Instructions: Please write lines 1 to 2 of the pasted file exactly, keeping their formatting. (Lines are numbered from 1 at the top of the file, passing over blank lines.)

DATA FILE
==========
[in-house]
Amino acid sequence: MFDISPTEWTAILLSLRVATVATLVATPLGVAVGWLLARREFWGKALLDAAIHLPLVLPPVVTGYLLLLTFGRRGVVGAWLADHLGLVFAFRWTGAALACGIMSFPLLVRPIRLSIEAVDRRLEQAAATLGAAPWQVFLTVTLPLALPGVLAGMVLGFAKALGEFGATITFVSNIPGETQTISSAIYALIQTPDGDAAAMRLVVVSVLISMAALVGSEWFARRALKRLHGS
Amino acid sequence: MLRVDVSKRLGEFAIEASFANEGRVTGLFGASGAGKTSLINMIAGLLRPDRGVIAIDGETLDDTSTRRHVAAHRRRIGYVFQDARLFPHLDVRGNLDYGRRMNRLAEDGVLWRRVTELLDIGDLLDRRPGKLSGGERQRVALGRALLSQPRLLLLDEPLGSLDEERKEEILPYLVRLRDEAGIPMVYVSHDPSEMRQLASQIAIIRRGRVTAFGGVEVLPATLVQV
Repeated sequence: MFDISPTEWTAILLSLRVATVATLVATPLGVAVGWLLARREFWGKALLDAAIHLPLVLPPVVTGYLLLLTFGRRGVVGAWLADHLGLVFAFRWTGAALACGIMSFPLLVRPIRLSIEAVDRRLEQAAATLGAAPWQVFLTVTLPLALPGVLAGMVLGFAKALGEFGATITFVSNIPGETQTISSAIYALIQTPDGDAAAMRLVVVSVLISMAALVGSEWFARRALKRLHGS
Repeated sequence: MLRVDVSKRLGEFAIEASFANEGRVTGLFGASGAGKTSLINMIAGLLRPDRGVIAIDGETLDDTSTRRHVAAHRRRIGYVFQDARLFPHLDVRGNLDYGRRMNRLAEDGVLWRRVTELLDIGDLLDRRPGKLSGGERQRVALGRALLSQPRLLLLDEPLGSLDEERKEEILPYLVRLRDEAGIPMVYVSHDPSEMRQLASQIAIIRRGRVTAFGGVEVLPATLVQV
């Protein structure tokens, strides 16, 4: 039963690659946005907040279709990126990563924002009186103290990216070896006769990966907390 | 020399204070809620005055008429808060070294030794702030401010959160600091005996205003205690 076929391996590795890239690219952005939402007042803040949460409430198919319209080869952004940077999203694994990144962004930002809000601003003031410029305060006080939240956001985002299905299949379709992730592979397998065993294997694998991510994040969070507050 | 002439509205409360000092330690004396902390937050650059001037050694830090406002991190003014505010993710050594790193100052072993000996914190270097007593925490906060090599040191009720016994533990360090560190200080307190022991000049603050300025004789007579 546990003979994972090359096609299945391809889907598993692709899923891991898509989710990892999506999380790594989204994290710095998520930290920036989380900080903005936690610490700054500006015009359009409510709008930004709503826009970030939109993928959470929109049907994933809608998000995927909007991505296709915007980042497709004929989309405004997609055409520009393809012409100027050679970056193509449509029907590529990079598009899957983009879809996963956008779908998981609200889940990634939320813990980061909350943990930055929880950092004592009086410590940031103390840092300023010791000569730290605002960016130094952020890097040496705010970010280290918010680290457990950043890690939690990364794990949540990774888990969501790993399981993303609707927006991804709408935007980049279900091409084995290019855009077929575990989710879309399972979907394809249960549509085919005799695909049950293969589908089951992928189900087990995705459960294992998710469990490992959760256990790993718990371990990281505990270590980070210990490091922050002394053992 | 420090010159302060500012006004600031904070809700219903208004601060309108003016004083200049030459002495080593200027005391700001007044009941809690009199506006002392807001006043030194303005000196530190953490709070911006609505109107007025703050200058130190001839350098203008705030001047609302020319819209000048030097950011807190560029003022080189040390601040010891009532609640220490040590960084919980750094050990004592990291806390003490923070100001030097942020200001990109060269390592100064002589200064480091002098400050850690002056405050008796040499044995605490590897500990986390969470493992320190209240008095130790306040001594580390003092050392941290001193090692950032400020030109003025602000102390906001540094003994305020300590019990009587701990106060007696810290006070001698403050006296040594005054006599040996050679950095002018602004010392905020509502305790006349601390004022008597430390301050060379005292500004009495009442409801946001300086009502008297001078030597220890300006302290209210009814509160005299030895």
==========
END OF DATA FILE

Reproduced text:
[in-house]
Amino acid sequence: MFDISPTEWTAILLSLRVATVATLVATPLGVAVGWLLARREFWGKALLDAAIHLPLVLPPVVTGYLLLLTFGRRGVVGAWLADHLGLVFAFRWTGAALACGIMSFPLLVRPIRLSIEAVDRRLEQAAATLGAAPWQVFLTVTLPLALPGVLAGMVLGFAKALGEFGATITFVSNIPGETQTISSAIYALIQTPDGDAAAMRLVVVSVLISMAALVGSEWFARRALKRLHGS